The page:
Parallels between crises in Ukraine and the Balkans – EURACTIV.com
The enemy of Putin’s Russia is stability, and his real interest is the constant maintenance of tensions, if necessary with punctual military actions so that it remains a factor that must be called if we want a solution, writes Orhan Dragaš.
Dr. Orhan Dragaš of the Institute for International Security is the author of the books “Two faces of globalization – the truth and the deceptions” and “The Post-Truth in South-Eastern Europe”.
The unresolved issues in the Balkans are often compared to the crisis between Russia and Ukraine. There are reasons for this and even arguments that will help you draw a seemingly good parallel and draw the same conclusions. But still, be careful with it.
This is true – both in the Balkans and in relation to Ukraine, the center of the problems are territorial and ethnic conflicts, which go back a long way in history. There was already armed conflict in both places, and the ground has not yet calmed down, so both regions are post-conflict areas seeking a cautious solution for a lasting peace. Finally, the two crises are very internationalized, the conflict is located on the West-Russia line and directly involves a rivalry between Washington and Moscow.
Countless analytical texts and reports have been written on these parallels, the same arguments have been discussed at professional conferences, and so on for years.
Why not, when these few elements allow experts to attract attention through their lucid analyzes and assessments? But we ask ourselves: are they the right help to better understand the two crisis zones or are they something completely different?
Are, perhaps, Ukraine now, and the Balkans for three decades, an El Dorado for the army of international experts who make a career there, attached to various funds, living in fear that these conflicts will end, because who then listen to (and fund) their lucid parallels, analyzes and forecasts?
Thus, among experts, it is not surprising that the prognosis of the cataclysmic outcome of the Ukrainian crisis is widespread, just as we have heard for years announcements of a new hell in the Balkans from the same people. more or less authors. I am afraid we will disappoint them here.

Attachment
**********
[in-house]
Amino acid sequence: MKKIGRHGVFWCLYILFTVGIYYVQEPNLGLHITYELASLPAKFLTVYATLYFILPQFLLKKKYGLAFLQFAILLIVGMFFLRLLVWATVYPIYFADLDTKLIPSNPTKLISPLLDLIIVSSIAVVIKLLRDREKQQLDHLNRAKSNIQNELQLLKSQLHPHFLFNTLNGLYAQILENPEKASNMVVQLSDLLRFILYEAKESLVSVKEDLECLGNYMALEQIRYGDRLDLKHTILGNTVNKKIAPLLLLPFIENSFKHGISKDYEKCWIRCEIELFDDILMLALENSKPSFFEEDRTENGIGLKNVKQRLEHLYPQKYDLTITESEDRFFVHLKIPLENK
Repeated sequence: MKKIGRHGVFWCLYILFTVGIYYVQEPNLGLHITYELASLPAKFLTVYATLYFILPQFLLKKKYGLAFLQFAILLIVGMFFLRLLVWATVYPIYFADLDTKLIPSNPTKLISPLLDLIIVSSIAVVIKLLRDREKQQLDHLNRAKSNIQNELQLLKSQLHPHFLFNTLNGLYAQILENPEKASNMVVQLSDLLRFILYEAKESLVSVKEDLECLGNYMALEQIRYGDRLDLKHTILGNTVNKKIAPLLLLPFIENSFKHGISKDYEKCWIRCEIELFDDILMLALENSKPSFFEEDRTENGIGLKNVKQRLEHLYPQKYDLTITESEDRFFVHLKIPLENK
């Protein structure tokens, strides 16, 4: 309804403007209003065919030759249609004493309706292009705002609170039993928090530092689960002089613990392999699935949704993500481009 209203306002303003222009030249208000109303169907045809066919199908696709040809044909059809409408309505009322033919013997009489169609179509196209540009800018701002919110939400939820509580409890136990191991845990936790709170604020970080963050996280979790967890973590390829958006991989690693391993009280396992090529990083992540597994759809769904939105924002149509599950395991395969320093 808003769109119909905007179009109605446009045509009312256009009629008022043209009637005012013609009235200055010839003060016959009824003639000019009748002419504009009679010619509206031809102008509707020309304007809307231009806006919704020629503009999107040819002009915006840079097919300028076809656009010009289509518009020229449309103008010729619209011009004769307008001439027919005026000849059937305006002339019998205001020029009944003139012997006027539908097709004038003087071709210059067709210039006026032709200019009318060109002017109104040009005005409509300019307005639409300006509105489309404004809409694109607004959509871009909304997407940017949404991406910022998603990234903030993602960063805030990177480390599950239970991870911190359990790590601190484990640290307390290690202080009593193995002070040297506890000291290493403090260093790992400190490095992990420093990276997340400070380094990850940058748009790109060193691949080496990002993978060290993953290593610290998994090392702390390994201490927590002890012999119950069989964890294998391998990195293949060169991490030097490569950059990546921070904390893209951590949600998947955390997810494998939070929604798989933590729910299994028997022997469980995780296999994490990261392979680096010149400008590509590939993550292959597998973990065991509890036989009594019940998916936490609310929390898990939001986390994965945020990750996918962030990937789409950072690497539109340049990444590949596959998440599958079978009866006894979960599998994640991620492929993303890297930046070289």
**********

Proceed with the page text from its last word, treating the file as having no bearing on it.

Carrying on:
We must always keep in mind that Putin’s Russia was built on a return to the sense of empire and that it is in search of its identity. In telling this story, it is demanded that Ukraine be kept alongside Russia, even at the cost of world peace.
This target and the price list are set by the Russian president, which he has already confirmed with his aggressive moves towards Crimea, the Sea of Azov, and now through the Donbass crisis.
He knows that Ukraine is special, that the Russian Empire was built in Kiev, the cradle of all Russian cities. He also knows that the two countries are like two brothers who despise each other – Russia is younger and stronger, and Ukraine is older, which is why they cannot challenge them to an open fight.
For Putin, however, it is frustrating knowing that he cannot afford to annex the whole of Ukraine. The consoling goal is therefore a vassal and loyal Ukraine, formally independent, which will serve as a sociological trench around the “empire”, similar to those that the Russian rulers have dug around their cities in the past.
Russia needs a satellite Ukraine, something like Belarus, so that the Kremlin can show its subjects that “empire” is not a fairy tale and that it really does exist, at least as a backdrop. stage.